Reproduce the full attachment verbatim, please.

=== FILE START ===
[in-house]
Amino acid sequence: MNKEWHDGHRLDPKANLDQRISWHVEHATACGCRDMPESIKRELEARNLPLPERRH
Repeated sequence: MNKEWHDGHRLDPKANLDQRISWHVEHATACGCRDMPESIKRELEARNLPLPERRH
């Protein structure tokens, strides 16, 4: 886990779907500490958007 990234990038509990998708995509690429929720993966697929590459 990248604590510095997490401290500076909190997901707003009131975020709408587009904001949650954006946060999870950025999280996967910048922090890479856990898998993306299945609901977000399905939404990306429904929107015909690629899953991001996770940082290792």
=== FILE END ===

[in-house]
Amino acid sequence: MNKEWHDGHRLDPKANLDQRISWHVEHATACGCRDMPESIKRELEARNLPLPERRH
Repeated sequence: MNKEWHDGHRLDPKANLDQRISWHVEHATACGCRDMPESIKRELEARNLPLPERRH
């Protein structure tokens, strides 16, 4: 886990779907500490958007 990234990038509990998708995509690429929720993966697929590459 990248604590510095997490401290500076909190997901707003009131975020709408587009904001949650954006946060999870950025999280996967910048922090890479856990898998993306299945609901977000399905939404990306429904929107015909690629899953991001996770940082290792």